During March 2020, the South African Cabinet approved the National Road Traffic Amendment Bill (“the Bill”) for submission to Parliament. The Bill proposes amendments to the National Road Traffic Act 93 of 1996 (“the Act”).
The most prominent amendment to the Act is the change of the alcohol level limit of drivers in South Africa to zero.
The current legal alcohol level limit in terms of the Act is less than 0.05 grams of alcohol per 100 millilitres of blood, or, for professional drivers, less than 0.02 grams of alcohol per 100 millilitres of blood, when measured via a blood sample. When measured by breathalyser, the current measure is 0.24 milligrams of alcohol per 1,000 millilitres of breath, and for professional drivers, it is 0.10 milligrams of blood per 1,000 millilitres of breath.
The Bill does not amend the methods of testing alcohol levels, penalties, or any other part of current legislation that deals with the alcohol level of drivers. It merely deletes the sections of the Act that specify the permitted level of alcohol for drivers.
Clause 46 of the Bill provides that—
“No person shall on a public road—
(a) drive a vehicle; or
(b) occupy the driver’s seat of a motor vehicle the engine of which is running,
while there is any concentration of alcohol in any specimen of blood taken [or of breath exhaled] from any part of his or her body.” [own emphasis added]
In essence, soon South Africans will not be permitted to drive if they have had any alcohol whatsoever. President Cyril Ramaphosa indicated that this amendment is necessary to address the crisis South Africa faces where roughly 14,000 persons are killed on our national roads annually.
Some of the other amendments to the Act are as follows:
The Bill provides for the suspension and cancellation of the registration of an examiner for driving licences or an examiner of vehicles, if such person has been convicted of an offence listed in Schedule 1 or 2 of the Criminal Procedure Act 51, or has a direct or indirect conflict of interest in the examination. The cancellation or suspension of an examiner’s registration as such seems rather arbitrary and it is unlikely that it will pass constitutional muster.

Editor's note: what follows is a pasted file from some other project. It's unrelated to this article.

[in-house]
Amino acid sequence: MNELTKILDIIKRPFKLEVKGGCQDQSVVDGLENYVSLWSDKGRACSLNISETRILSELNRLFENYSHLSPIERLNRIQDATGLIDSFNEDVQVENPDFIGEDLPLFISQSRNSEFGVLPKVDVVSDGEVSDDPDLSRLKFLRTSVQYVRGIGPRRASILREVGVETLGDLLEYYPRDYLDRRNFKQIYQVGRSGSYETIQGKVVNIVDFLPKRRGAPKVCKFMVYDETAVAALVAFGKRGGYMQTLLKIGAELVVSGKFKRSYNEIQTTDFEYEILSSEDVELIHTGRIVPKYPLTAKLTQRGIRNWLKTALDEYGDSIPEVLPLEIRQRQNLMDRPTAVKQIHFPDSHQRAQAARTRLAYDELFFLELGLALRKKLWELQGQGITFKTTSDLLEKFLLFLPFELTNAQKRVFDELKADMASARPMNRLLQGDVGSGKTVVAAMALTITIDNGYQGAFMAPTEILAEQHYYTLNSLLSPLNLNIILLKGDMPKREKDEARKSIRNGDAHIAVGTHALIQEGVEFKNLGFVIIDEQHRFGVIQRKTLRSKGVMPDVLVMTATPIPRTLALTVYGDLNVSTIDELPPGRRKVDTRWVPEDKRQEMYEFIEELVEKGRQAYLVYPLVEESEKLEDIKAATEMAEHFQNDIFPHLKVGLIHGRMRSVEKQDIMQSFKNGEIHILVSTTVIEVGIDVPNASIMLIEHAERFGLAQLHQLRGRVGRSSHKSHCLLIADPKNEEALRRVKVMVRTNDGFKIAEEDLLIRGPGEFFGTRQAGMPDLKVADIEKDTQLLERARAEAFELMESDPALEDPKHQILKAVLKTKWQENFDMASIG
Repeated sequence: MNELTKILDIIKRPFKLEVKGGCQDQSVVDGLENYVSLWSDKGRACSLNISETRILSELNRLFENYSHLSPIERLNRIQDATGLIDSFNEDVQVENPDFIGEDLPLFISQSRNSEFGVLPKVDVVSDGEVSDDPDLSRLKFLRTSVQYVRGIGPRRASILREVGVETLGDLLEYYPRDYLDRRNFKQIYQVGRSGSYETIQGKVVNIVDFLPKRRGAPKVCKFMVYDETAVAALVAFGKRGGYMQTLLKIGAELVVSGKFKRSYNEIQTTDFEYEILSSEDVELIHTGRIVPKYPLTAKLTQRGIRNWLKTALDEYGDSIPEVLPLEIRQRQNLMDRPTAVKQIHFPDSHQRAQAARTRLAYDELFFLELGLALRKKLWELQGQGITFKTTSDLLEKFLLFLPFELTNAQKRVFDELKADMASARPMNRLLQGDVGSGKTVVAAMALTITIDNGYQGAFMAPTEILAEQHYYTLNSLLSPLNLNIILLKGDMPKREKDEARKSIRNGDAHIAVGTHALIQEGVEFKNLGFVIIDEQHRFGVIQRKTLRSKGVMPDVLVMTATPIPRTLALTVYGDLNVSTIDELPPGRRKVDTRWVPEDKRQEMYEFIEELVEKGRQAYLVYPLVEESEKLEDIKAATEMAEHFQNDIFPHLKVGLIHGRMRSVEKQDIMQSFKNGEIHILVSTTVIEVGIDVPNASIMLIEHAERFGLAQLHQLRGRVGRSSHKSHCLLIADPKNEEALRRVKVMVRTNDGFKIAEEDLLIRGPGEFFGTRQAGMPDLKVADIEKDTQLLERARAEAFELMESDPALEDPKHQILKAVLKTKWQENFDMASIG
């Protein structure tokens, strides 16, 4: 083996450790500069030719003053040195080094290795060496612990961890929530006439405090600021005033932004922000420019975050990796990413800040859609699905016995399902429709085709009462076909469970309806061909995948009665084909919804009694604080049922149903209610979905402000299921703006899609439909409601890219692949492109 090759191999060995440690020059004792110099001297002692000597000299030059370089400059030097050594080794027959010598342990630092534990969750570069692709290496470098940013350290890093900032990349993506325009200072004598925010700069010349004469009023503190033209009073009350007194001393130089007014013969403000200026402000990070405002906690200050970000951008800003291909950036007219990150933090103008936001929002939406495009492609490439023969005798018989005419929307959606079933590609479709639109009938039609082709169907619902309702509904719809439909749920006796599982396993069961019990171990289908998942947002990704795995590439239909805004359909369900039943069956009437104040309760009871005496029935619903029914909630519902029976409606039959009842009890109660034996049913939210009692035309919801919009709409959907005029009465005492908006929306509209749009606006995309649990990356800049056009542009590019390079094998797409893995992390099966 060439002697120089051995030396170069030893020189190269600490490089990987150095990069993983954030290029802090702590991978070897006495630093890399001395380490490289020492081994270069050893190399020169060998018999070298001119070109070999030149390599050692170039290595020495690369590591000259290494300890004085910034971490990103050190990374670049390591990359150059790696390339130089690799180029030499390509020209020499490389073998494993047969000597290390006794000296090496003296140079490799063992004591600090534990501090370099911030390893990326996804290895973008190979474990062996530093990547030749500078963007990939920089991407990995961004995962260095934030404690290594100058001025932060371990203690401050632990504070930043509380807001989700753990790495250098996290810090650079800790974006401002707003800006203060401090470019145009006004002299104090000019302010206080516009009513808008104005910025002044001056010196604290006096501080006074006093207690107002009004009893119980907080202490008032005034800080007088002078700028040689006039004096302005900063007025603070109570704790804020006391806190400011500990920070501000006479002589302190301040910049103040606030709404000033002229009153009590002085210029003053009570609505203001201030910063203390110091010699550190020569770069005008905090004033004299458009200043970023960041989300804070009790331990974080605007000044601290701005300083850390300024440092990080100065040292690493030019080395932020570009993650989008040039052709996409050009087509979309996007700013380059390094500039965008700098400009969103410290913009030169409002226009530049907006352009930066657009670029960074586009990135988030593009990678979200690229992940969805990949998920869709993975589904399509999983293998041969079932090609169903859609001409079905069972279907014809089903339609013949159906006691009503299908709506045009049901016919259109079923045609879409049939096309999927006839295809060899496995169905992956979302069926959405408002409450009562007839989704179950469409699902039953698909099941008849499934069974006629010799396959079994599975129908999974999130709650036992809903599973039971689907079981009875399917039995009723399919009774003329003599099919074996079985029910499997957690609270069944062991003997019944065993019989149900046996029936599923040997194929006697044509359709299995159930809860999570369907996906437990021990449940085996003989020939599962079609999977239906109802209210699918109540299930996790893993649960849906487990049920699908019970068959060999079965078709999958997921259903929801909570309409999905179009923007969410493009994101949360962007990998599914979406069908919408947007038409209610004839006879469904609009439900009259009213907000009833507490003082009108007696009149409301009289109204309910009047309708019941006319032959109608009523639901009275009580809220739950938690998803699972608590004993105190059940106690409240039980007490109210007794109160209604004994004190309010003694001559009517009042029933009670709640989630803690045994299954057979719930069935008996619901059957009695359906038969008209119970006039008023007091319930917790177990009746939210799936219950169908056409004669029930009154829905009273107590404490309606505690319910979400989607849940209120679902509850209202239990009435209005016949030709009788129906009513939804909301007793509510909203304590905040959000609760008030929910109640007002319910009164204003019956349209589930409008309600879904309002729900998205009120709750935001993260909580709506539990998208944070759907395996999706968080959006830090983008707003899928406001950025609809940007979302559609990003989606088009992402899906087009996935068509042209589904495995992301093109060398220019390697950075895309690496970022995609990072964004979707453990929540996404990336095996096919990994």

The Bill also now requires the registration and grading of driving school instructors, training centres and driving schools; and prohibits the use of unauthorised aid during a test for a learner’s licence or a driving licence test, as well as the disqualification therefor.
Furthermore, in terms of the Bill, inspectors of licences, examiners for driving licences and traffic officers are no longer required to obtain a diploma to meet the minimum requirements to work as such but must now merely obtain the appropriate qualification to do so.
Clause 43 of the Bill authorises a person who drives an emergency vehicle in the carrying out of his or her duties or a person driving a vehicle while responding to a disaster in terms of the Disaster Management Act 57 of 2002 to disregard road traffic signs, permitting such person to disregard the directions of a road traffic sign and in the case where such vehicle is approaching certain intersections, such driver to stop at the intersection and proceed only when it is safe to do so.
Accordingly, the Bill effectively expands the ambit of emergency vehicles that may exceed the speed limit and disregard the road traffic signs. This addition appears to be in conflict with the theme of the Bill, which is to reduce the number of accidents and deaths on our national roads.
In addition, clause 44 of the Bill reads that the driver of an emergency vehicle who drives such vehicle in the carrying out of his or her duties or a person driving a vehicle while responding to a disaster in terms of the Disaster Management Act 57 of 2002 may not exceed a speed of 20 kilometres per hour through an intersection.
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